E. Strong (ed.). Gastric cancer. Principles and practice. Springer (2015)

Gastric cancer remains a significant worldwide health problem, with proximal gastric and GEJ tumors an emerging epidemic in Western countries.

In the past 15 years, phase III studies performed in the West have shown a clear benefit for additional therapy other than surgery. In the USA, the two validated strategies are perioperative chemotherapy (based on the MAGIC study) or postoperative chemoradiation (based on the Intergroup 116 study). Given the similar improvements in outcomes with both approaches (an approximate 10–15% improvement in OS), our preference is for perioperative chemotherapy.

This approach is based on the following assumptions: that patients who undergo upfront surgery are at risk for developing metastatic disease at an early interval; that gastric cancer is a moderately chemosensitive disease; that upfront chemotherapy might control micrometastatic disease; that the benefit of adjuvant radiation remains unclear in our patient population, where D2 lymph node dissections are standard and; that adjuvant chemotherapy following partial or total gastrectomy is potentially associated with poorer therapy tolerance and potentially a lesser ability to deliver all planned adjuvant therapy.

In comparison, the standard of care in East Asia is for upfront surgery and adjuvant chemotherapy, where 1 year of an oral fluoropyrimidine or 6 months of a fluoropyrimidine/platinum doublet result in the same 10–15% improvement over surgery alone. Given that the magnitude of the absolute benefit is nearly the same with all of these approaches on the basis of comparing across phase III studies, it would be relatively unlikely that either a perioperative or a postoperative approach would emerge as the clearly superior strategy.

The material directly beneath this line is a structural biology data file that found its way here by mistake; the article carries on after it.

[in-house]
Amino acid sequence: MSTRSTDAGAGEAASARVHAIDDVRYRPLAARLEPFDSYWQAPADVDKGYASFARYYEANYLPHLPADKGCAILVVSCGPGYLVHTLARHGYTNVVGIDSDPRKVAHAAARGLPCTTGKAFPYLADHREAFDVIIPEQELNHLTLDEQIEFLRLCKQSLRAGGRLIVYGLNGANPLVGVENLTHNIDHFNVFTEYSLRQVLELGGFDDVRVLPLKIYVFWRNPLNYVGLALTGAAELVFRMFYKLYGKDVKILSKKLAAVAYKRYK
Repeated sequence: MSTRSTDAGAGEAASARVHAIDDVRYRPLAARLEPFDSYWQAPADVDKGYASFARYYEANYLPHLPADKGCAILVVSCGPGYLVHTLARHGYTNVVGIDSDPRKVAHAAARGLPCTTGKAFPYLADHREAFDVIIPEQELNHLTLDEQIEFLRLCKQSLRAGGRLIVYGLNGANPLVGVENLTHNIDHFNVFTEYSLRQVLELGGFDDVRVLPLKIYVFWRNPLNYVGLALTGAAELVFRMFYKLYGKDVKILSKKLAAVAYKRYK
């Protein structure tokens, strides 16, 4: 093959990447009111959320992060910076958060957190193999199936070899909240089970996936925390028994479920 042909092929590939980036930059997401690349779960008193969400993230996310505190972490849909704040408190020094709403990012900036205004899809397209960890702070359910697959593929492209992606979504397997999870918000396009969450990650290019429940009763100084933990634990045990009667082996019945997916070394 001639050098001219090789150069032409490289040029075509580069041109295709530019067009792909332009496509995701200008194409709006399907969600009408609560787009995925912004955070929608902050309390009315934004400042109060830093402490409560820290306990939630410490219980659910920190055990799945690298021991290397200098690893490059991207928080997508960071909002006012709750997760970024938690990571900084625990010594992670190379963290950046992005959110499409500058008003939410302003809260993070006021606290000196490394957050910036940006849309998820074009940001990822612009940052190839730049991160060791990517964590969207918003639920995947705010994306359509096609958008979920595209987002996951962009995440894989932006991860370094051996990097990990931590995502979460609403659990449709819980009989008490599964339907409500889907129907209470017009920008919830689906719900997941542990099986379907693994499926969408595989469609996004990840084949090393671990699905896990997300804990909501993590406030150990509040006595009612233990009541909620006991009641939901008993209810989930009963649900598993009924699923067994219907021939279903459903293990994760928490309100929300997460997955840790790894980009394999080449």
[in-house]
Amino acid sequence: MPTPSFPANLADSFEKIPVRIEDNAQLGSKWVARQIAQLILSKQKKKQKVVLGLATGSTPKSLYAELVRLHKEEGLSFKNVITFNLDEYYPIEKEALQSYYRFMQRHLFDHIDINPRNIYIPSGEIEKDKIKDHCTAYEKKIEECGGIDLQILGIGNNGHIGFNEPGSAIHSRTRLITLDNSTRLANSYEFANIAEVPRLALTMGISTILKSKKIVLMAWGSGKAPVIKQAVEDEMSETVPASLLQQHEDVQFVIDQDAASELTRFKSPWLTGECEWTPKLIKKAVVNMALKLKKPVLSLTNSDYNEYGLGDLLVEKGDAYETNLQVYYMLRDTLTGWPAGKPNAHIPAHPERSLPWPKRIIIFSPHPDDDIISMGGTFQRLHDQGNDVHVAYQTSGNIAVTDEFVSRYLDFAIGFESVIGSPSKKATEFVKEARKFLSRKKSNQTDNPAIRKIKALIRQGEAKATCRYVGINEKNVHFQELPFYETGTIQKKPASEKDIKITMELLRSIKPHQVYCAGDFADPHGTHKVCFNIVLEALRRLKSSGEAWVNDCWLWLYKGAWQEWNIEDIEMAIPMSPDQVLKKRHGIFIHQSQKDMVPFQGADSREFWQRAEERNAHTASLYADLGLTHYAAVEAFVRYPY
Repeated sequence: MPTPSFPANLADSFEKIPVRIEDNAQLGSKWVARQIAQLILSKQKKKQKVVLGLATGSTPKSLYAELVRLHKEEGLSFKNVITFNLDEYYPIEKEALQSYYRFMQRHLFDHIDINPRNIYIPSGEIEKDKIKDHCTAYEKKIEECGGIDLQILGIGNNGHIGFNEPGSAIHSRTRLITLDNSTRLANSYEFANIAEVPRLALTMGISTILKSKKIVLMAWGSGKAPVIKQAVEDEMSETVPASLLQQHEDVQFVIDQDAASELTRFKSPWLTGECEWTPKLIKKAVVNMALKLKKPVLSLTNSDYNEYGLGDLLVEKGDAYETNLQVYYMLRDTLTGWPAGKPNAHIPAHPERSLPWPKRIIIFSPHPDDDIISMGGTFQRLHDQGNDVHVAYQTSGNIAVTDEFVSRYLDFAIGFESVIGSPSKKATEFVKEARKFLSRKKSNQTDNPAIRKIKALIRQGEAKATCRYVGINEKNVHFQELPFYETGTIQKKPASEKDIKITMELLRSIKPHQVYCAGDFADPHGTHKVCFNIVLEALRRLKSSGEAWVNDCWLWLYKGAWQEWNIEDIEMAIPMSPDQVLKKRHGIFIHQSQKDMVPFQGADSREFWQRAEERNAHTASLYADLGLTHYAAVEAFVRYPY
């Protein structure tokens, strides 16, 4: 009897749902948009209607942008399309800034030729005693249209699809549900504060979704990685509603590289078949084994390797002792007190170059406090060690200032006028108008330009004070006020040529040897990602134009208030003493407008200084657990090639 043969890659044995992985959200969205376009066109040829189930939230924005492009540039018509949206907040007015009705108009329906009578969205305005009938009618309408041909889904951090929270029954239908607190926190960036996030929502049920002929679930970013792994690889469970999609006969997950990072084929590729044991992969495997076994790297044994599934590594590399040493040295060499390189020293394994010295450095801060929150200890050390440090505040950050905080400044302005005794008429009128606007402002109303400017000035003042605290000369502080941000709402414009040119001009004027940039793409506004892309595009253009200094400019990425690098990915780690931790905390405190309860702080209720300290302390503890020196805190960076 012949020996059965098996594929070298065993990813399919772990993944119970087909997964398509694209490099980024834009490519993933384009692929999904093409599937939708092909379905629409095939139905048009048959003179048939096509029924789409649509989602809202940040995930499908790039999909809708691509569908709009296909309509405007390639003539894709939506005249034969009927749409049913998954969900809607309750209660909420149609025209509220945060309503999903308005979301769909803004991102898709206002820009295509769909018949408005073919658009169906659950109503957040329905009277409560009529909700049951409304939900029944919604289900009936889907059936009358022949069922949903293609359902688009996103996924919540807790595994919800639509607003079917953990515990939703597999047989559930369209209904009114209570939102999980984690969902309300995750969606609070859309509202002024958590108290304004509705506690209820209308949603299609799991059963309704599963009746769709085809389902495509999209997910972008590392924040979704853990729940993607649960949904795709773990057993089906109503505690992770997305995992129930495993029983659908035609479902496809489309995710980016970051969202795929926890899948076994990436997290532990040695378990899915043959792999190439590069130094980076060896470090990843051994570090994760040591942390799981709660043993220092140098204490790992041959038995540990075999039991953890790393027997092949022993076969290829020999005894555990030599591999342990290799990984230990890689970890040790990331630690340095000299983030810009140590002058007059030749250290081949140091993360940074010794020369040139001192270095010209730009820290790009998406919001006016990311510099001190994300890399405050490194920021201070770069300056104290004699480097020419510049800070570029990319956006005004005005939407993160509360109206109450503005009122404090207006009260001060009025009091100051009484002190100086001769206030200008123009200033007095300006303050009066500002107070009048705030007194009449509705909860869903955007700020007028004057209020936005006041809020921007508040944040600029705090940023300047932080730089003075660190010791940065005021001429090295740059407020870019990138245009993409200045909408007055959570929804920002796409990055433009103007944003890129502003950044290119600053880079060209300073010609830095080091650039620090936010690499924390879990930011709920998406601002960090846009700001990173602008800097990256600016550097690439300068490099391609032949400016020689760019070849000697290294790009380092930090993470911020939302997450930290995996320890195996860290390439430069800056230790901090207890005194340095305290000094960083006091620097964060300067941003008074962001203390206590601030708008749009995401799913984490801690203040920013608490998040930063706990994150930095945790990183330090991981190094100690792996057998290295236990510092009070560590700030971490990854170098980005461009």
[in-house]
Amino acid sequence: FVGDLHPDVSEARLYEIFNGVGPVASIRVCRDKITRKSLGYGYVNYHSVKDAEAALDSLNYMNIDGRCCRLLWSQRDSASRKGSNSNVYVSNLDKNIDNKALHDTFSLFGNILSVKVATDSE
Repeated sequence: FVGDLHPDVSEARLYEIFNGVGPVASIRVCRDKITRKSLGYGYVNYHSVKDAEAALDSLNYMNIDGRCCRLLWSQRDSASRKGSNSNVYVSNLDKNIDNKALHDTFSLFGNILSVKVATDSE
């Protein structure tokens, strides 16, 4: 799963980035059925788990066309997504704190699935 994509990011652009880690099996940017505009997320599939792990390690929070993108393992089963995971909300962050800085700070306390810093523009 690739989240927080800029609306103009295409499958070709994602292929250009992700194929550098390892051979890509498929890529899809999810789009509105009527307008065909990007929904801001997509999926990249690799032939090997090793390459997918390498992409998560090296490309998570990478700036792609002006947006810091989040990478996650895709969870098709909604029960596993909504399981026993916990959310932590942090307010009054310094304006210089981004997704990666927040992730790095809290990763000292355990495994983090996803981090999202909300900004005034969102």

Therefore, what may be more critical than the timing of chemotherapy is that patients at a minimum receive a fluoropyrimidine/platinum in the perioperative setting or a fluoropyrimidine in the adjuvant setting (based on the results of the studies above). Whether the addition of a platinum compound to a fluoropyrimidine in the postoperative setting or of radiation to either preor postoperative chemotherapy will further improve outcome will hopefully be elucidated in the next several years.

In addition, ongoing and planned studies, e.g., the MAGIC-B study which randomizes patients with resectable GEJ and gastric adenocarcinomas to perioperative chemotherapy with or without bevacizumab, an antibody against vascular endothelial growth factor, are incorporating robust correlative components, which may identify biomarkers that are prognostic or predictive of benefit from chemotherapy and/or targeted agents.

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